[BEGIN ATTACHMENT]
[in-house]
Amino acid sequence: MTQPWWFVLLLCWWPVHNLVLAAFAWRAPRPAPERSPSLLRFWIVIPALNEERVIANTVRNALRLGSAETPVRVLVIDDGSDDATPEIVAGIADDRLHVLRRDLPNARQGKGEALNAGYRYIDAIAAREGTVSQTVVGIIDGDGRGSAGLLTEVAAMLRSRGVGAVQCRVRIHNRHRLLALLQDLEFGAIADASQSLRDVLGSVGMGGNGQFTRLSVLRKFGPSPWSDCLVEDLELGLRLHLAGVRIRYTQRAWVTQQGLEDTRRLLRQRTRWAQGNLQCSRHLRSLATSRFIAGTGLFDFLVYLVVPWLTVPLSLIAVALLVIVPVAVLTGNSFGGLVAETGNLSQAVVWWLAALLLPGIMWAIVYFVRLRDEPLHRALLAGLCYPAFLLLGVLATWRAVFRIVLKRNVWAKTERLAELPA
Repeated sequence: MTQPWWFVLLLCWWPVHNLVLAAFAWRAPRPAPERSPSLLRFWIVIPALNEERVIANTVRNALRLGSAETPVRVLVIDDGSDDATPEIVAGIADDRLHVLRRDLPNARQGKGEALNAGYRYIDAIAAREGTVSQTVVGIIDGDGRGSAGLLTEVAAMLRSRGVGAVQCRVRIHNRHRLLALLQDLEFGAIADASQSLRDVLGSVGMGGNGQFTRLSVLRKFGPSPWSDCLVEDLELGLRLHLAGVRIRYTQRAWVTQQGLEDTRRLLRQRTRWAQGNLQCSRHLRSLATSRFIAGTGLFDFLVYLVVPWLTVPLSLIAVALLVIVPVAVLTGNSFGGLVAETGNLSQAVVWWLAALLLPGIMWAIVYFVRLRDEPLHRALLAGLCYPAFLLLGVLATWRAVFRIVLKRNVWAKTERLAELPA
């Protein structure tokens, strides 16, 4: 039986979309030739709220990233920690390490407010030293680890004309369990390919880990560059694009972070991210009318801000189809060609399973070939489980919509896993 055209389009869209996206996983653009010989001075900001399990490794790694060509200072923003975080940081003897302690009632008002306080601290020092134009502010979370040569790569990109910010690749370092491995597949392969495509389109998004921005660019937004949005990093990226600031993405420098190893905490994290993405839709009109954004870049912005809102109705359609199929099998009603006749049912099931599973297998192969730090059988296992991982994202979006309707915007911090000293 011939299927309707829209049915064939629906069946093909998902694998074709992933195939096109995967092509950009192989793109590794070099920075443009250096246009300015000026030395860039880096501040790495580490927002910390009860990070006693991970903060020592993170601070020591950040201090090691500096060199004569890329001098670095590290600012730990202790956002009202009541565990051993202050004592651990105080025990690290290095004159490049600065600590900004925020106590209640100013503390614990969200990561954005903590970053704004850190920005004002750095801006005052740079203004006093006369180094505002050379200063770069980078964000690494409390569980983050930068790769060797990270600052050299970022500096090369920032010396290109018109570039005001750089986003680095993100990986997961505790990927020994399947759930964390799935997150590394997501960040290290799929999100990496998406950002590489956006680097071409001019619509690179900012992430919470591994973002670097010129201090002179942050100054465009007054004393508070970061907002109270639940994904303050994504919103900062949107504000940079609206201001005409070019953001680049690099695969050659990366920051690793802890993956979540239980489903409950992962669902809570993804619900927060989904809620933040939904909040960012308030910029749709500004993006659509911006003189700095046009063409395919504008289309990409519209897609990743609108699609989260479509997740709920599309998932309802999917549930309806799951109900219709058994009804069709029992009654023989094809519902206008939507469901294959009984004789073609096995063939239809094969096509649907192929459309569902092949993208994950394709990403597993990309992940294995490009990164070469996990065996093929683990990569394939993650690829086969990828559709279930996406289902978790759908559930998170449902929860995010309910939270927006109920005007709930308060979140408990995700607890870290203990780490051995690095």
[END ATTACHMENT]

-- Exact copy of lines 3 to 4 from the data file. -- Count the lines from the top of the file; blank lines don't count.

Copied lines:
Repeated sequence: MTQPWWFVLLLCWWPVHNLVLAAFAWRAPRPAPERSPSLLRFWIVIPALNEERVIANTVRNALRLGSAETPVRVLVIDDGSDDATPEIVAGIADDRLHVLRRDLPNARQGKGEALNAGYRYIDAIAAREGTVSQTVVGIIDGDGRGSAGLLTEVAAMLRSRGVGAVQCRVRIHNRHRLLALLQDLEFGAIADASQSLRDVLGSVGMGGNGQFTRLSVLRKFGPSPWSDCLVEDLELGLRLHLAGVRIRYTQRAWVTQQGLEDTRRLLRQRTRWAQGNLQCSRHLRSLATSRFIAGTGLFDFLVYLVVPWLTVPLSLIAVALLVIVPVAVLTGNSFGGLVAETGNLSQAVVWWLAALLLPGIMWAIVYFVRLRDEPLHRALLAGLCYPAFLLLGVLATWRAVFRIVLKRNVWAKTERLAELPA
């Protein structure tokens, strides 16, 4: 039986979309030739709220990233920690390490407010030293680890004309369990390919880990560059694009972070991210009318801000189809060609399973070939489980919509896993 055209389009869209996206996983653009010989001075900001399990490794790694060509200072923003975080940081003897302690009632008002306080601290020092134009502010979370040569790569990109910010690749370092491995597949392969495509389109998004921005660019937004949005990093990226600031993405420098190893905490994290993405839709009109954004870049912005809102109705359609199929099998009603006749049912099931599973297998192969730090059988296992991982994202979006309707915007911090000293 011939299927309707829209049915064939629906069946093909998902694998074709992933195939096109995967092509950009192989793109590794070099920075443009250096246009300015000026030395860039880096501040790495580490927002910390009860990070006693991970903060020592993170601070020591950040201090090691500096060199004569890329001098670095590290600012730990202790956002009202009541565990051993202050004592651990105080025990690290290095004159490049600065600590900004925020106590209640100013503390614990969200990561954005903590970053704004850190920005004002750095801006005052740079203004006093006369180094505002050379200063770069980078964000690494409390569980983050930068790769060797990270600052050299970022500096090369920032010396290109018109570039005001750089986003680095993100990986997961505790990927020994399947759930964390799935997150590394997501960040290290799929999100990496998406950002590489956006680097071409001019619509690179900012992430919470591994973002670097010129201090002179942050100054465009007054004393508070970061907002109270639940994904303050994504919103900062949107504000940079609206201001005409070019953001680049690099695969050659990366920051690793802890993956979540239980489903409950992962669902809570993804619900927060989904809620933040939904909040960012308030910029749709500004993006659509911006003189700095046009063409395919504008289309990409519209897609990743609108699609989260479509997740709920599309998932309802999917549930309806799951109900219709058994009804069709029992009654023989094809519902206008939507469901294959009984004789073609096995063939239809094969096509649907192929459309569902092949993208994950394709990403597993990309992940294995490009990164070469996990065996093929683990990569394939993650690829086969990828559709279930996406289902978790759908559930998170449902929860995010309910939270927006109920005007709930308060979140408990995700607890870290203990780490051995690095």